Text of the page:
They generally avoid an area about a foot in diameter around a pie. But some parasites have evolved that catapult out of the pie into the clean grass around it, to be eaten by a cow and continue their life cycle.
a omnivore’s digestive system is shorter then that of a herbivore and has less time to break fully down and vegitables take longer to break down, needing that extra lengh and come out not fully ‘done’. We lack the abilty to re’chew’ cud like cows, so less is actually digested. Vegitarians don’t eat the same as cows do, but include many refined products and flavorings.
Are you saying that manure that’s sold for landscaping comes from areas that are most likely concrete? Cuz I was going to ask how it would be harvested from a grassy area, with the grass removed.
Cows most definitely do not care where they let loose their bowels. One of our calves recently got a faceful when he was nursing from behind. He was only a couple of days old, so he was still all spindly, and looked really pathetic. Mr. Stuff and I took pity and wiped him off with some nice clean straw. I don’t know if he felt better, but I certainly did.
Unless it’s been sitting as anaerobic sludge in the bottom of the manure pit for three months. Yech.
Then why do compost heaps reek so bad?
They don’t if done properly. They actually smell good (to my nose, at least). One that reeks probably went anerobic, at which point all microbiological hell breaks loose.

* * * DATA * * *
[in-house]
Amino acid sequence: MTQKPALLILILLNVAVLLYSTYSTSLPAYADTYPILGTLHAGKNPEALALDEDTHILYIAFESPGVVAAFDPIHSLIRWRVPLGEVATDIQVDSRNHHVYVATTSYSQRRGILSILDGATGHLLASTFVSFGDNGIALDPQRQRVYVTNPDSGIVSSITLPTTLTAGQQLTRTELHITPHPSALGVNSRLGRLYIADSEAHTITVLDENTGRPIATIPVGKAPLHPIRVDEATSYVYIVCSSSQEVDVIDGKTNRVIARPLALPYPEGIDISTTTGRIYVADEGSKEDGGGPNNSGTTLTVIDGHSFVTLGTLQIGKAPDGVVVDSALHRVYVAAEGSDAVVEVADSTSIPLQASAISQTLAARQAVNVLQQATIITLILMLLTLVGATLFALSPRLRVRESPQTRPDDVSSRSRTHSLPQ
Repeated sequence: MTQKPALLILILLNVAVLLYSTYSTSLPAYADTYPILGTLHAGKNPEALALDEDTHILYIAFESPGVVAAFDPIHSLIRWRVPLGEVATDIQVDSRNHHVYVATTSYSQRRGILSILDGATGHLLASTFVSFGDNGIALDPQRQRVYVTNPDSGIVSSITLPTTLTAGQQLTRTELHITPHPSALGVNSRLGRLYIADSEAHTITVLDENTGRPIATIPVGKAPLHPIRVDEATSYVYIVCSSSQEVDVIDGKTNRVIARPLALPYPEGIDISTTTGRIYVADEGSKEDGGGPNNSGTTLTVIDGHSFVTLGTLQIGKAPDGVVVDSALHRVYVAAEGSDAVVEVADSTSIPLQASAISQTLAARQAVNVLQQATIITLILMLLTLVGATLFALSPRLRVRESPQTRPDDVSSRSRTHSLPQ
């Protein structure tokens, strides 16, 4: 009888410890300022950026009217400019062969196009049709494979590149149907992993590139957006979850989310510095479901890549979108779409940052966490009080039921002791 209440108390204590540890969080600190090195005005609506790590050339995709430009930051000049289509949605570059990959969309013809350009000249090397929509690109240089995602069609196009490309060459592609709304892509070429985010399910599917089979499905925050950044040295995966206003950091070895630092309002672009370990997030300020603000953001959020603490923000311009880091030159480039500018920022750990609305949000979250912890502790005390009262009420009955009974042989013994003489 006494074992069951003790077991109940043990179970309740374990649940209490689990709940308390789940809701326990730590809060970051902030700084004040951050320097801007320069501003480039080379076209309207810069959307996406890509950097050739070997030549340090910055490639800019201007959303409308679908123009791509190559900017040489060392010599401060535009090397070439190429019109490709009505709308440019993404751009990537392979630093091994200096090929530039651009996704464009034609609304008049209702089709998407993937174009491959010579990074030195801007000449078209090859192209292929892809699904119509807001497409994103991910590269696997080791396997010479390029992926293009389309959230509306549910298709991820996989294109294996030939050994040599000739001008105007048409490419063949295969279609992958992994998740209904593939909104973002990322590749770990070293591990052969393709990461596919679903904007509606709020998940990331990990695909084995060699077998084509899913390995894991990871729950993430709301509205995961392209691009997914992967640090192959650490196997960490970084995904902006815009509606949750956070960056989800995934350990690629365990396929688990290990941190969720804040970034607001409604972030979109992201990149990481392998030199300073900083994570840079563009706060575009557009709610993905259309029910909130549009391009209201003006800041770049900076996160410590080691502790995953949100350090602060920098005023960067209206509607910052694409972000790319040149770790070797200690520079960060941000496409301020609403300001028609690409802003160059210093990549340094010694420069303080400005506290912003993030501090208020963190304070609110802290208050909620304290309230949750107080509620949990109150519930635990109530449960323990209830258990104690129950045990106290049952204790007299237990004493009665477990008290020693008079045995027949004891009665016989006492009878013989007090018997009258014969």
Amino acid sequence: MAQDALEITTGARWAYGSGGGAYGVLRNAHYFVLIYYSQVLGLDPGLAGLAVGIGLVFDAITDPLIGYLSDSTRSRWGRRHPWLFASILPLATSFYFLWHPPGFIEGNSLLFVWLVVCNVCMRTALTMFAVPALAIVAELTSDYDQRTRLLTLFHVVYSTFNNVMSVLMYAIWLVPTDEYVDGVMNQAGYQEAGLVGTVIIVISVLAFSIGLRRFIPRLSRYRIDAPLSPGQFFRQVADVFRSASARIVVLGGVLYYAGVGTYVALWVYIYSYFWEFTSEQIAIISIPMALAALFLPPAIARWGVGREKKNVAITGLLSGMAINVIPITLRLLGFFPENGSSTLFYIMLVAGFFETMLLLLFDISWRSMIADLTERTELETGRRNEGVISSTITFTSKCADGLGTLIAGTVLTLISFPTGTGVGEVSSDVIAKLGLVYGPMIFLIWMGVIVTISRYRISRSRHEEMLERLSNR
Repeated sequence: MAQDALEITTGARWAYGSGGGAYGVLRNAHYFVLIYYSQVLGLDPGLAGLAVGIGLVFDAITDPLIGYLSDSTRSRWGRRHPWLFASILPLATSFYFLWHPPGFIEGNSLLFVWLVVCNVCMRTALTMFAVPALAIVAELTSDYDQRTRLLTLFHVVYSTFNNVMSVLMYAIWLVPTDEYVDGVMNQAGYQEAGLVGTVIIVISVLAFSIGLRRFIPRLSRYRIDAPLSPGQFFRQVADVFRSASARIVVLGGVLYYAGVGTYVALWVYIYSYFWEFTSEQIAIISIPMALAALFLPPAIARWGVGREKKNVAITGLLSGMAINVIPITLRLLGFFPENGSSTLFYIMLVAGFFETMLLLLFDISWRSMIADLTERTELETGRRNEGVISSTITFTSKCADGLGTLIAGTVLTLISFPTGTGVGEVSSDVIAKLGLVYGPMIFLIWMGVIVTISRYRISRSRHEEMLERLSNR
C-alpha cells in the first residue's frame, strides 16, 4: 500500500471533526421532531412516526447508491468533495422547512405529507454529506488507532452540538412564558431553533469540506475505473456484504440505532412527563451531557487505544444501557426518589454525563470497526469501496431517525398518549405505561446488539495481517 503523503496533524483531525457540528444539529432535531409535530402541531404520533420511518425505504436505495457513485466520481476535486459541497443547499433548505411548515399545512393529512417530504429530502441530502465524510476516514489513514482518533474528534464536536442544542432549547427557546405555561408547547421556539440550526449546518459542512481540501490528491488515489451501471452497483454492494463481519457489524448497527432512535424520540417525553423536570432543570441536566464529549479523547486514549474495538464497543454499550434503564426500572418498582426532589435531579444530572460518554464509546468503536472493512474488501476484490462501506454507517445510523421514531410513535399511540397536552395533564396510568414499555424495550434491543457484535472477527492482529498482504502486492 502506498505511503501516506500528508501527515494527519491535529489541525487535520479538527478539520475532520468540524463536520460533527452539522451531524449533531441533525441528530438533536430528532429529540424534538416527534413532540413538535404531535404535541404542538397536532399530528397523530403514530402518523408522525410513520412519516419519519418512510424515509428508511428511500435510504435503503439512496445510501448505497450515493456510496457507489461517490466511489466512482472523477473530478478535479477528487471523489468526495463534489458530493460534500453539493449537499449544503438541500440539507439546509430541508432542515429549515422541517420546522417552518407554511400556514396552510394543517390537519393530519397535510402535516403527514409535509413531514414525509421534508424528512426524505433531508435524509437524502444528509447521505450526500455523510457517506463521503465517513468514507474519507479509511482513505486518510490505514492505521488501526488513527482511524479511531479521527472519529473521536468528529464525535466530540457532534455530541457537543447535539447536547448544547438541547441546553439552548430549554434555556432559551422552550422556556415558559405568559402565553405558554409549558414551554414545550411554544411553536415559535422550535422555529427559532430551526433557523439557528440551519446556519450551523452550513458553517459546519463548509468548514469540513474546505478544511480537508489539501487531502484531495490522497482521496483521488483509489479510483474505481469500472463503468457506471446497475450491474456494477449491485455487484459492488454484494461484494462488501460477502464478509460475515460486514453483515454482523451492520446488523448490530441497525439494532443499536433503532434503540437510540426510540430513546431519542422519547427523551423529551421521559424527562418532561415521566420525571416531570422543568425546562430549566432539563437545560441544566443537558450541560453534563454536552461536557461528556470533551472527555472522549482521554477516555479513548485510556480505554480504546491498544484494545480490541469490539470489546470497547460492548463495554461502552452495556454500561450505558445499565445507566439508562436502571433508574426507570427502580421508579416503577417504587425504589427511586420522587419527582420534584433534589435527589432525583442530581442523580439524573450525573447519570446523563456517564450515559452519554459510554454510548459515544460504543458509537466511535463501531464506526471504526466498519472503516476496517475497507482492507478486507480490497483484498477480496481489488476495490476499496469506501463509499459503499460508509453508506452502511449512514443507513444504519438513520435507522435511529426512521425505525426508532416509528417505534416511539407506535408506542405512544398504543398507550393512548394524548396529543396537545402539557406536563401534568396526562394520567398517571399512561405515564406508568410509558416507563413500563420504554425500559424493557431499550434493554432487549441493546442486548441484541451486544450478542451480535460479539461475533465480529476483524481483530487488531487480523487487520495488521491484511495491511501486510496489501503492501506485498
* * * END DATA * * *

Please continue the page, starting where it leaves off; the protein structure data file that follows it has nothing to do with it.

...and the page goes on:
You just think it’s offensive, because you’ve been culturally conditioned to think that.
As odors go, that odor is not especially strong.
It’s just that we humans have been conditioned by our culture to find it particularily offensive. Possibly that serves as a sanitation, disease-prevention purpose.
Well, I can’t speak to where any particular manure sold for landscaping comes from, but indeed it’s likely to be that removed from, say, a dairy barn. Which most likely has concrete floors. Alternatively, it might come from the corral of a feedlot where due to population density the shit piles up pretty deep until it’s cleared out with a bobcat or some similar device. Nobody would try to collect manure for composting from an actual pasture.
In spite of what’s been said in this thread, fresh cowshit doesn’t have a particularly pleasant aroma, though it admittedly hasn’t a patch on pigshit when it comes to reek.
Feedlots and dairy operators sell manure for fertilizer. The cattle in these places are unlikely to ever see a blade of grass.
Bullshit! (Or cow manure).
Relatives of mine operate a dairy operation with hundreds of dairy cows. Those cows go out into the pasture every morning after milking, and come in again each evening. They even follow each other inside in the same order every day, and tend to know their own stanchions (stalls) and go in the right ones on their own.
But these cows are out in a pasture eating blades of grass nearly every day.
The owners even claim that when the weather is bad enough that they have to keep the cows inside for several days, the cows become discontented and give less milk. (And they’re probably right; they have electronic records of how much milk each individual cow gives at each milking.)
Second the Bullshit call.
Even if a dairy producer doesn’t have an actual pasture, he likely feeds alfalfa or a similar grass for roughage. Sure, it may be harvested and dried, but it’s still an actual and whole plant.
I don’t think the point of your post was to disparage the condition of dairy cows, but I had to be pre-emptive. PETA has eyes everywhere.